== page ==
This trial is evaluating whether DMB-3115 will improve 1 primary outcome in patients with Psoriasis. Measurement will happen over the course of Week 8 (For EMA) and 12 (For FDA).
This trial requires 605 total participants across 2 different treatment groups
This trial involves 2 different treatments. DMB-3115 is the primary treatment being studied. Participants will all receive the same treatment. There is no placebo group. The treatments being tested are in Phase 3 and have had some early promising results.
There is evidence of a role for immunological dysregulation in psoriasis. This may involve dysregulation of immune cells and their molecules or the impact of autoimmunity on epidermal biology.
Psoriasis is an autoimmune disorder of unknown cause and can be cured in many cases, without surgery or medication, by careful management of signs and symptoms. The exact mechanism is still unknown. Although some patients have responded or are in remission over many years, no study has succeeded in identifying the exact etiology of the disease, the pathogenetic pathways (the specific biochemical pathways that are triggered by autoantibodies). This contrasts with other, and more common, autoimmune diseases (including multiple sclerosis (MS) and diabetes mellitus which have become more manageable thanks to the discovery of their specific etiologies). Further research, however, remains warranted to fully understand the pathogenesis of psoriasis.
About 3.0 million people and about 1% of the American population are currently diagnosed with psoriasis at least once a year. In order to improve the health of millions of Americans, a better understanding of psoriasis is essential.
Pso is a chronic inflammatory skin disorder that is marked by scaly skin lesions of small, dome-shaped (macula), red and itchy plaques. Patients often also have a number of other systemic disease manifestations such as arthritis, and cardiovascular disease. It is found that there are about 1.7 million cases of Pso with varying severity and rates of mortality in different countries.
Signs of psoriasis are diverse and may include a variety of physical, psychologic and psychosocial symptoms. These are typically described as severe pain, skin lesions with thickness or scarring, itching and bleeding. These symptoms may also lead to a misdiagnosis of psoriasis of the skin and arthritis problems. Psoriasis is highly variable, sometimes appearing like a non-existent disease. The most common signs are the skin involvement with psoriasis such as pink patches and plaques. Many patients develop gut symptoms such as constipation, diarrhea and abdominal pain.
The cause of psoriasis remains unclear. Though many theories have been proposed, to date the theory most conclusively supported is a role for auto-antibodies directed against the epidermal membrane. Some of these auto-antibodies are also found against other human bodily surfaces, suggesting that the immune system may be attacking the body's own surfaces. The role of T-cells in causing psoriasis has also not yet been fully explored. Though many treatments are used to treat psoriasis, the cause is still not fully understood.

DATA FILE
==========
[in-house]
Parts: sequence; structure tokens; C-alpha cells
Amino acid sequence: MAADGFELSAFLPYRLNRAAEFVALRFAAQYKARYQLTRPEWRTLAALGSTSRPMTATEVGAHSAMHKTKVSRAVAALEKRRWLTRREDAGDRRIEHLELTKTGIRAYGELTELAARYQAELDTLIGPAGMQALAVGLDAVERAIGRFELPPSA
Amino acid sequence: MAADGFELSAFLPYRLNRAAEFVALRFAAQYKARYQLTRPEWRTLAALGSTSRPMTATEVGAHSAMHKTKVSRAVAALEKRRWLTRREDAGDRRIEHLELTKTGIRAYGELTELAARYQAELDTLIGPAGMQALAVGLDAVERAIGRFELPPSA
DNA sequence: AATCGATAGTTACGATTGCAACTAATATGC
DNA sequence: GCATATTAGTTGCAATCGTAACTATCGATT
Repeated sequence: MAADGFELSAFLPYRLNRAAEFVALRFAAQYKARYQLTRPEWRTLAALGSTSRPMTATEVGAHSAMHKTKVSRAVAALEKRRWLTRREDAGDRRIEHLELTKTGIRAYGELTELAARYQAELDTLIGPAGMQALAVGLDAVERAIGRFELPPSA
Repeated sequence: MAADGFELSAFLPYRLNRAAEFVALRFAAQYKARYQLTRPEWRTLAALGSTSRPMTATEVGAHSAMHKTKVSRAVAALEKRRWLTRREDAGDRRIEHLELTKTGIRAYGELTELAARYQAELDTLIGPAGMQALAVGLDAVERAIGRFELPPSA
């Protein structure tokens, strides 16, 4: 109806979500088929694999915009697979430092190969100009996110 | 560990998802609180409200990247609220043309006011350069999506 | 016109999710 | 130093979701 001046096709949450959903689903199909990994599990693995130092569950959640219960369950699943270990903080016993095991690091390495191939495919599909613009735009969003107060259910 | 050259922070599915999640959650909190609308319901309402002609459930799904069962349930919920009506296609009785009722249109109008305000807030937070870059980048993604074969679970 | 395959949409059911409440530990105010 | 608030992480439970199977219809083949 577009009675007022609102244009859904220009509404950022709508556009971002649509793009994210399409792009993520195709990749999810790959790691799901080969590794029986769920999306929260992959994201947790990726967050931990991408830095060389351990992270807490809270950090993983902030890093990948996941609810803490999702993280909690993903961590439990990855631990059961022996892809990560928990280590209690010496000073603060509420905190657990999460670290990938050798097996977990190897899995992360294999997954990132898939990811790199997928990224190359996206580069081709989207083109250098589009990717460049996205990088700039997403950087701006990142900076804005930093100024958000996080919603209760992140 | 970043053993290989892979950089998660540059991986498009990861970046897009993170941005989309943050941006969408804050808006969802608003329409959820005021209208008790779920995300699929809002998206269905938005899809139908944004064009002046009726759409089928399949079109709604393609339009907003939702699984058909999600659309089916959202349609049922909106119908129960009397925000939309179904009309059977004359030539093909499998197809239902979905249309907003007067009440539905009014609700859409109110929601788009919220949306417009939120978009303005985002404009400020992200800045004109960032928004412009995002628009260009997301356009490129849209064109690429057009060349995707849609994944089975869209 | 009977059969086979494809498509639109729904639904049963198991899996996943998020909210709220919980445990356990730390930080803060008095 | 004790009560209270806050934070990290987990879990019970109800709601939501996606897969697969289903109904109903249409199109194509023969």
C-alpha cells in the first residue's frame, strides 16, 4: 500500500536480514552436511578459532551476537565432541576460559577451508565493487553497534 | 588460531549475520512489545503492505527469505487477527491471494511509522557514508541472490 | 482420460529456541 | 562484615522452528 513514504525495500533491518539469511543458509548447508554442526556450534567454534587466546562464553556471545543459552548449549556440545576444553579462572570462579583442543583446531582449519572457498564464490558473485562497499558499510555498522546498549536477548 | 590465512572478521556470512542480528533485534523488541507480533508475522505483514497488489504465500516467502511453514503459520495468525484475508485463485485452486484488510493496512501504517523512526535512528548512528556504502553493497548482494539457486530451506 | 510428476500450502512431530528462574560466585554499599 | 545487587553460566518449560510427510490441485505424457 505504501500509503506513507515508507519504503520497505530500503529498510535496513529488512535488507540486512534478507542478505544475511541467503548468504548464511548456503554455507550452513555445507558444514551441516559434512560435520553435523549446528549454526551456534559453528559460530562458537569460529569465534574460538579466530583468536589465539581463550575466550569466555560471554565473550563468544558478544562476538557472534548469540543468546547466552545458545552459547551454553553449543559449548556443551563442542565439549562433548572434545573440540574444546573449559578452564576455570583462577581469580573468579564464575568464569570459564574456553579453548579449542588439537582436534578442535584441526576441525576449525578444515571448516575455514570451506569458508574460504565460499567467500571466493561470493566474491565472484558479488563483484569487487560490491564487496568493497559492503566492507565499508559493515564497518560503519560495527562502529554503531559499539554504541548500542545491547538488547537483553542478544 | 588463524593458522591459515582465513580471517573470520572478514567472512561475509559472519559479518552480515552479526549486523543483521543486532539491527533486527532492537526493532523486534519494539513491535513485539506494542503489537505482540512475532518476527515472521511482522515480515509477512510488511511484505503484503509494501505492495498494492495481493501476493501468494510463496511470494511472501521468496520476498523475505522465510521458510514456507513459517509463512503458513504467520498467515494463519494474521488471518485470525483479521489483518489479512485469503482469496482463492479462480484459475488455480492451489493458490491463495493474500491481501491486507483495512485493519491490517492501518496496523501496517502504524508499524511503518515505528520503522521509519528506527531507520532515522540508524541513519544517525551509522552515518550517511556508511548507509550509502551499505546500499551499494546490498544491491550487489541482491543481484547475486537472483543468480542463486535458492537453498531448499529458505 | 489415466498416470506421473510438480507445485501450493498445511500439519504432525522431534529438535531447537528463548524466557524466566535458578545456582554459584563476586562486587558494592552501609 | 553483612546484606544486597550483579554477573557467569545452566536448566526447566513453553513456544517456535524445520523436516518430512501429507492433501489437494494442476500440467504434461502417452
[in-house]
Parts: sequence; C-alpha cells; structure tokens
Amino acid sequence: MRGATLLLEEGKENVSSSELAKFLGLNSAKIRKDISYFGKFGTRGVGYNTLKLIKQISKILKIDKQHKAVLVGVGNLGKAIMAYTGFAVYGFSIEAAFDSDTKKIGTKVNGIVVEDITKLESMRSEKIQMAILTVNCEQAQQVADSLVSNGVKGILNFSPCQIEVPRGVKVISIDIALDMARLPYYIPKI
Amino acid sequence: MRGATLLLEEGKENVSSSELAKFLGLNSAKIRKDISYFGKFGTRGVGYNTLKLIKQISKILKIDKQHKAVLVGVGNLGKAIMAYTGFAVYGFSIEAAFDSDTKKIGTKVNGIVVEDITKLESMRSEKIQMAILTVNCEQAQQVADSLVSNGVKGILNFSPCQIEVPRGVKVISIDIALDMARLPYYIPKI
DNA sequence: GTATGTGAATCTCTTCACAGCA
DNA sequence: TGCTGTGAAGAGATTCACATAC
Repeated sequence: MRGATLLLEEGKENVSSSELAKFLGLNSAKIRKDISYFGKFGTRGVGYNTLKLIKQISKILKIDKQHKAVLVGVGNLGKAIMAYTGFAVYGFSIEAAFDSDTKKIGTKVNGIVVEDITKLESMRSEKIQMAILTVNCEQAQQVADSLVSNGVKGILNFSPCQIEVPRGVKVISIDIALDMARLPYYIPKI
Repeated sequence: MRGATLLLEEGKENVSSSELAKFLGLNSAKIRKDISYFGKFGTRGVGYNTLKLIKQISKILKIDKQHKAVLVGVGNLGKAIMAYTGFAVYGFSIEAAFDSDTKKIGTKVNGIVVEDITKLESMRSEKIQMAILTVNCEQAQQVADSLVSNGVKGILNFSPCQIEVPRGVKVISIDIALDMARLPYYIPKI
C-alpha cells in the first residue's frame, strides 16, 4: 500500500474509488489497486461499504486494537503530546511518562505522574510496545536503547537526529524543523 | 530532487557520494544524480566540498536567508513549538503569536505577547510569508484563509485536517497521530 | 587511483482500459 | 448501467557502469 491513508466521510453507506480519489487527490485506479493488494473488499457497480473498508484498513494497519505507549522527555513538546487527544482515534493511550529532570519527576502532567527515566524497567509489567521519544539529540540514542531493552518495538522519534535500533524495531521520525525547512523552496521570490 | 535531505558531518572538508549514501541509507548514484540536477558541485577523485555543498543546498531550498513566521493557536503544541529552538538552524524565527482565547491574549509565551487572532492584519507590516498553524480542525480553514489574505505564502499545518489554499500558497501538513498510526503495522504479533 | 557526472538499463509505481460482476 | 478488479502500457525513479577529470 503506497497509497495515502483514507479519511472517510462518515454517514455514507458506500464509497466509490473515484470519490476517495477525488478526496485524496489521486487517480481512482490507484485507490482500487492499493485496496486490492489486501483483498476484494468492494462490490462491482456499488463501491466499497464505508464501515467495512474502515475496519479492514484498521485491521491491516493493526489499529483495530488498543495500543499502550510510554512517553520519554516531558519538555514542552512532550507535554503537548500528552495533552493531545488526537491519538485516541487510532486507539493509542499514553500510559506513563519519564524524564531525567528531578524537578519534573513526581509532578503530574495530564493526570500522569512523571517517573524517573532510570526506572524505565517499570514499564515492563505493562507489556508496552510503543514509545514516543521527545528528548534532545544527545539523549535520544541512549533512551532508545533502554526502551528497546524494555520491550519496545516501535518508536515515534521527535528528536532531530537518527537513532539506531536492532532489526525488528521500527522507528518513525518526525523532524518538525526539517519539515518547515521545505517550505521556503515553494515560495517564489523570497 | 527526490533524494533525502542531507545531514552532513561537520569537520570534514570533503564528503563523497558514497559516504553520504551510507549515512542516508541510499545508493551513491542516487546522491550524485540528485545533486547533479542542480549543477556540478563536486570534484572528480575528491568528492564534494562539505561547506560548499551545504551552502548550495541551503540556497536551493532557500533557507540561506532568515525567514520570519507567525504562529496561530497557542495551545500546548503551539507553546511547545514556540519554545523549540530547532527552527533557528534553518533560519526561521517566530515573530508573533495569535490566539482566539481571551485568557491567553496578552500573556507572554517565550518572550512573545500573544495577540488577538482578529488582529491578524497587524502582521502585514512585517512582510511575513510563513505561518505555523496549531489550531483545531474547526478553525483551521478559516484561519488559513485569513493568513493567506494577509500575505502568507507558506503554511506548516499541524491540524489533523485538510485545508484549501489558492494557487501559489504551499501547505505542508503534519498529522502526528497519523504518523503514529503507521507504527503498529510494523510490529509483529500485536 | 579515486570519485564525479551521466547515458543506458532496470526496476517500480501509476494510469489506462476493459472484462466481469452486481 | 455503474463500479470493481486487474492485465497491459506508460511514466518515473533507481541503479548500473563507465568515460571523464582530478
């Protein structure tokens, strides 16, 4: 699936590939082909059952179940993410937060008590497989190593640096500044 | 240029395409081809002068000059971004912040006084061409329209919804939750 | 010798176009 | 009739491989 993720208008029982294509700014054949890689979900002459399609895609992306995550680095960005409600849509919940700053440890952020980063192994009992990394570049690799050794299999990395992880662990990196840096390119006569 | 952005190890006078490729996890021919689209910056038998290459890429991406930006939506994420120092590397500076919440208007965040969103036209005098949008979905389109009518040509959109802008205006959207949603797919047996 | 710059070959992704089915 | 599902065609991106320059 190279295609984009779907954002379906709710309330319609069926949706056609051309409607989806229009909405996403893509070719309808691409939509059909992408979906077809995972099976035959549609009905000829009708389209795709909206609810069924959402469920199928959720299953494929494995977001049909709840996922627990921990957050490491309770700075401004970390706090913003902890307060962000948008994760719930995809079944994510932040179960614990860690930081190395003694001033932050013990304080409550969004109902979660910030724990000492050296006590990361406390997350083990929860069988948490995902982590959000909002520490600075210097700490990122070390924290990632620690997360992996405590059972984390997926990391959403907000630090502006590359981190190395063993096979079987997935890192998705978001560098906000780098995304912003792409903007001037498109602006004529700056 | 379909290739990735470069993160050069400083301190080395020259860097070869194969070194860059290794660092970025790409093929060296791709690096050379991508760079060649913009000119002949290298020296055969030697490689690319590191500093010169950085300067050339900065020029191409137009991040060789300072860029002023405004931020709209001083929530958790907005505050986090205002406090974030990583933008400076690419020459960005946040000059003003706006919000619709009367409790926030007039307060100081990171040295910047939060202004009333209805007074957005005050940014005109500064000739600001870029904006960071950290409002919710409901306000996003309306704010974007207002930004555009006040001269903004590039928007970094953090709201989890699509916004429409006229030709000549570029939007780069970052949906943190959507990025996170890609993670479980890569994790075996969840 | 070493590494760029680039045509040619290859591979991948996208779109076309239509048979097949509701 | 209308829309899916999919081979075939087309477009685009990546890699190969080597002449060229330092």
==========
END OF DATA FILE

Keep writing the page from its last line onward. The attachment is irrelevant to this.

Common treatments for psoriasis may include ustekinumab, adalimumab, entecavir, tacrolimus, etanercept, and a combination of methotrexate and either ustekinumab or etanercept. There is limited evidence supporting immunosuppressive therapy as first-line therapy for psoriasis. Patients receiving systemic therapy tend to have a worse outcome. Anti-TNF agents may improve QoL and decrease fatigue and pain. However, these are not licensed medications in Australia or Western Europe.
A homeopathic treatment may not be beneficial for all patients, especially those with severe symptoms. The homeopathic treatment with dmb-3115 significantly reduced psoriasis severity in all patients. Although the patients on dmb-3115 reported higher overall improvement in QOL, there was no significant difference between the groups in the QOL scores and symptomology scores, after adjusting for the placebo effect.
Psoriasis is not curable. Treatment should be personalized according to the individual patient's response and his/her preferences. Therapeutic options will vary based on severity, body surface involvement and treatment approach. No single form of therapy is safe or effective in all cases.
There is no other clinical trials for psoriasis, so little is known about the development of dmb-3115 as a monotherapy and as an adjuvant. The small numbers in these studies preclude any firm conclusions. The authors recommend larger studies with longer duration, to assess dmb-3115 as a monotherapy or adjuvant therapy for the treatment of psoriasis. They believe that dmb-3115 has the potential to be a novel treatment for psoriasis. There is a need to assess and confirm its clinical efficacy, and in particular its safety.
The clinical and immunologic response to DMB-3115 in combination with other ASA treatments appear to be similar to that observed when DMB-3115 is given as a monotherapy.
In a randomized, placebo-controlled clinical trial, dmb-3115 was generally well tolerated. Only 12% of subjects reported experiencing headache (n = 4), headache worsened or worsened with increased dosage (n = 2), and 4% of subjects experienced abnormal liver liver function tests (n = 1). While the study does have several limitations, including a small sample size and a short duration of follow-up, the results do suggest that dmb-3115 may be appropriate for the long-term treatment of psoriasis. Further evaluation in a larger and more sustained study would be informative.